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THIS situation cannot continue any longer, as the dangers for the state are greater than any governmental or parliamentary demands.
If the Council of Ministers believes that the National Assembly is deliberately not performing its role, this must be reported to the head of the state who has the authority to dissolve it.
And, if the legislators believe that the executive authority is unable to work and that its resignation is aimed to buy more time, then they should announce that.
However, if the constitutional institutions continue to be neither suspended nor absolute, then it is a dangerous matter for the future of the country and the people.
There is no doubt that the current crisis is not the first that Kuwait has ever faced. In the beginning of the constitutional work, that is, in the year 1964, Kuwait faced one of the most severe crises because it was a real time test for the new state of institutions, and the extent of their solidity.
Nonetheless, the crisis was overcome by the wit of the late Sheikh Abdullah Al-Salem, who cut short his vacation in India, returned to the country, dismissed the government, and ordered the formation of another headed by the late Sheikh Jaber Al-Ahmad, in which he exempted four sheikh ministers.
At that time, he said the verses of poetry with which he began his speech at the opening of the first legislative term – “Affairs are handled by people of opinion if they are the right ones, or else affairs will end up in the hands of the wicked. Affairs of the people do not get resolved by people who have no leadership in them, and there is no leadership when the ignorant ones become leaders.”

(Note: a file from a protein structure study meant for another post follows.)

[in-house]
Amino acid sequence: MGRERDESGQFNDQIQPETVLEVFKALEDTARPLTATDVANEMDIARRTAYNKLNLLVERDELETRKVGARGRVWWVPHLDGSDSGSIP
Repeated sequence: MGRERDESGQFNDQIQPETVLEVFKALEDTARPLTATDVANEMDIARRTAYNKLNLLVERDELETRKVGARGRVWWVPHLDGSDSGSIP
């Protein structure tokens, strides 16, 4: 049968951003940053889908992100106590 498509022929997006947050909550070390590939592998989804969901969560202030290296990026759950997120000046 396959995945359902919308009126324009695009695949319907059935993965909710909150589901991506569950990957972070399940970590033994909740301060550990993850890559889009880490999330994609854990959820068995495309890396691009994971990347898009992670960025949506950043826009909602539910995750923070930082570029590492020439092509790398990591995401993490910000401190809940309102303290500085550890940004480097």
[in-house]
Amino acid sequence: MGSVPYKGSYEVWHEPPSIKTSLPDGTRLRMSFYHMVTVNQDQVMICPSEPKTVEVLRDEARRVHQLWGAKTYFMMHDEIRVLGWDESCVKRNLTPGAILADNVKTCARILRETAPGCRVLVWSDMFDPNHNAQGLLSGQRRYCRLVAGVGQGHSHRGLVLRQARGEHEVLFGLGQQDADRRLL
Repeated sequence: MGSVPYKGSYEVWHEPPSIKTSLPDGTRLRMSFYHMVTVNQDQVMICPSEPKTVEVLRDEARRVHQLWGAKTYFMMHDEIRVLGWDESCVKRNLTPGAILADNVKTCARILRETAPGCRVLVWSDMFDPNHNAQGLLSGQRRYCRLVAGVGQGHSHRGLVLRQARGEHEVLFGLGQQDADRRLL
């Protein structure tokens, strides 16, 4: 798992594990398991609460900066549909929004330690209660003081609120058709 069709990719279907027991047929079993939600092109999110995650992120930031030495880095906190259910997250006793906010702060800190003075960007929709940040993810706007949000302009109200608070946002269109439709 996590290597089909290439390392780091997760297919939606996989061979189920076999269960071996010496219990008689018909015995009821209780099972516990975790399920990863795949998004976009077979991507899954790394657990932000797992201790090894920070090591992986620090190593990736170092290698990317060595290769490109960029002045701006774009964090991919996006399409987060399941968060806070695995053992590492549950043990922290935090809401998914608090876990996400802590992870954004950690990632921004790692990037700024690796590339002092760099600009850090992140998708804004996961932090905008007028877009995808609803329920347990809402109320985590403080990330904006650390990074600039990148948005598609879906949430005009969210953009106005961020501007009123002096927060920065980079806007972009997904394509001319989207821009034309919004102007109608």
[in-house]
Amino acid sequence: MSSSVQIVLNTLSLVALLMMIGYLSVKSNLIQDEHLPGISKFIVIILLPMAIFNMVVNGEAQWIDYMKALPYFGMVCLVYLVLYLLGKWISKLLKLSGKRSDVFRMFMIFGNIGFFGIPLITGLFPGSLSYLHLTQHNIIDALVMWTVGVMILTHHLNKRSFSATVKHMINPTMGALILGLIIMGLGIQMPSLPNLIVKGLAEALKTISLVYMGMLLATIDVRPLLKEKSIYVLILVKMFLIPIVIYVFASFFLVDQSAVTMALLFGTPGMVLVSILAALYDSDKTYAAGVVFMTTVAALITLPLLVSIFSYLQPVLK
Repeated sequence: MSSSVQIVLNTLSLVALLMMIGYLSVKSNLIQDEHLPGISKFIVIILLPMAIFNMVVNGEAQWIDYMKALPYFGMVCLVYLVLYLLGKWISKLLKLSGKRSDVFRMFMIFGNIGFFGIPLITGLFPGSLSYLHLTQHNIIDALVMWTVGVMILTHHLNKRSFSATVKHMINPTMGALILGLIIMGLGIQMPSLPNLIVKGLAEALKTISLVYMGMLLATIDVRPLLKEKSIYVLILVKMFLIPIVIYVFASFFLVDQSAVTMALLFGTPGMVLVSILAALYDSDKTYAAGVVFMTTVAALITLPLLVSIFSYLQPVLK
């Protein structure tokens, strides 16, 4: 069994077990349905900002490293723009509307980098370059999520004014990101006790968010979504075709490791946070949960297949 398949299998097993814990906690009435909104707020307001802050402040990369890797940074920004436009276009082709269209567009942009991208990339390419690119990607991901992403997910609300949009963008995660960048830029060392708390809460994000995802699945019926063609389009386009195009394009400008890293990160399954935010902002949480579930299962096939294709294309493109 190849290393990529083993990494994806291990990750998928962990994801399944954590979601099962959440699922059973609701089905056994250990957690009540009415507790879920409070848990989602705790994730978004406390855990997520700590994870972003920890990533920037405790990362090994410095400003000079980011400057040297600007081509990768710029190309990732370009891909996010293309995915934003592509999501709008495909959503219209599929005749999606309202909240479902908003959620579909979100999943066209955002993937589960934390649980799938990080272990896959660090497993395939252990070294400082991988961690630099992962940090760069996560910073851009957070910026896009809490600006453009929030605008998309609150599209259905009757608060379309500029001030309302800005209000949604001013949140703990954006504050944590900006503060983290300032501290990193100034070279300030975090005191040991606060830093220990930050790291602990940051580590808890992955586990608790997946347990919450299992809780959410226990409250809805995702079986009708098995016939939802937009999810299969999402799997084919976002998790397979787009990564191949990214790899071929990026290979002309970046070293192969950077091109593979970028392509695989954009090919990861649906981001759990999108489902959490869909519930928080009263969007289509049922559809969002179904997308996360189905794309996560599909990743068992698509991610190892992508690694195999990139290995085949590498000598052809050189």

It is true that this “government of the month” was a temporary solution to the crisis, but the speed of the decision saved Kuwait from many problems and consolidated its strength in facing major internal and external challenges.
Today, we need speed in decision-making, as regional and international events are rapid, and do not allow the luxury of reflecting on the calculations of special interests that are reflected in Kuwait, in which even dreams have vanished due to the many crises caused by personal quarrels.
The government is suspended, the parliament is suspended, and the citizen is confused and does not know his fate, while hopes for resolving this dilemma are fading, and people alone are left to pay the heavy price.
For more than five years, there has been no talk among Kuwaitis except for either the dissolution of the parliament or the departure of the government.
This is happening at a time when paralysis is pervading all sectors, and no one thinks of the young people who are frustrated and despairing. They are therefore obsessed with the idea of migration, especially those who have established small and medium enterprises but did not find the required support for them.
They hence preferred to flee to neighboring countries where they found all the facilities and excelled in them, making it seem as if Kuwait was abandoning its children.
This example and many other things that the country is suffering from must be in the minds of all officials. They should ask themselves – Are we living in our year? Are we a country for the future? Or are we living in the past?
What legacy will our current era leave behind? Will it be the bad reputation of a country that we did not know how to preserve? We must consider the fact that the world around us has changed, while we are alone living in crises that are of our own making.
Therefore, there must be a decision that takes us out of this whirlpool, as internal and regional events and challenges do not allow for the luxury of time.
By Ahmed Al-Jarallah
Editor-in-Chief, the Arab Times
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